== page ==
First thing to do is find some articles on basic AI theory and practice. I’ll try not to spend too much time on this, but if I don’t understand the basics beforehand then I’ll be making my job that much harder.

Afterwards I’ll start putting together some prototypes. The first one will be getting the AI to move someone to the closest of 3 specific points. Next I’ll do the same, but have them prioritise the slightly further away one which provides cover. Then I’ll do the same, but make them check to make sure the cover will be effective against an existing target. I’m realising that I could make job significantly easier if I replaced my click to move system with a simple grid system. It wouldn’t be what I originally envisioned but it would make this a damn sight easier to get off the ground.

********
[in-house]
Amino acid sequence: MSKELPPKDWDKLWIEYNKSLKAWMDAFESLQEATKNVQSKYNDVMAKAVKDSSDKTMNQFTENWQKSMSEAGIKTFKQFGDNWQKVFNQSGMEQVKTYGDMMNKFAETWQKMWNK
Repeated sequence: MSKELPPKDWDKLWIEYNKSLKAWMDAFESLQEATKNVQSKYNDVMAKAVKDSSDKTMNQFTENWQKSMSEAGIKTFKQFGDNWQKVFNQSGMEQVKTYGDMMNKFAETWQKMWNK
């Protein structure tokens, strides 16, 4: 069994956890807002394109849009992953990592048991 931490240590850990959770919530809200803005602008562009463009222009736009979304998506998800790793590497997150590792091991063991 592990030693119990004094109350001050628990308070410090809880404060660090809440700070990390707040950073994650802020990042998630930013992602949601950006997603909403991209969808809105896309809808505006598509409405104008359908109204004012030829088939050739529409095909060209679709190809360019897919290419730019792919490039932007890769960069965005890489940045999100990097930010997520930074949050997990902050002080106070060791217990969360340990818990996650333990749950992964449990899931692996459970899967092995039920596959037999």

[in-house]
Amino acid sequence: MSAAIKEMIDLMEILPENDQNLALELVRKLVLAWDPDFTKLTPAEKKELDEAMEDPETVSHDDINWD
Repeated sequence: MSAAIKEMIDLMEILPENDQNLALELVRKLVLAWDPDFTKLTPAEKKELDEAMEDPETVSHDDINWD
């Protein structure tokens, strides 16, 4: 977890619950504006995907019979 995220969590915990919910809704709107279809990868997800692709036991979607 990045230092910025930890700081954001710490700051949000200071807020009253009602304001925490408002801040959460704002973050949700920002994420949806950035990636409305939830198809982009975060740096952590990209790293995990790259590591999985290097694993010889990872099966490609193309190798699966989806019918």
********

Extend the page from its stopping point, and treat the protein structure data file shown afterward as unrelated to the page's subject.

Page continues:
I’ll also try to create another set of prototypes for combat. It won’t be as in depth, but I’ll first make one to target people based on the highest chance to hit. The next can do the same, but will take into account how much damage a target has suffered. Finally, if I have time, I’d like to make another where it looks at which weapon each enemy has and decide who’s the biggest threat. More often than not it’ll be the one closing in with the shotgun.

That should do for this sprint. I’m not certain I’ll get it all done, but it’ll give me plenty of practice either way.  Ultimately I’ll combine these ideas into a single opponent who can assess the enemy ahead of time and move into appropriate cover to take out the most dangerous target. That should be fun.

As always you can see the status of my current sprint on my Trello board.

You can also find the current tech demo here.

Leave a comment

Posted by on November 17, 2015 in Making a Game, Release


Making a Game – Report 20

What I did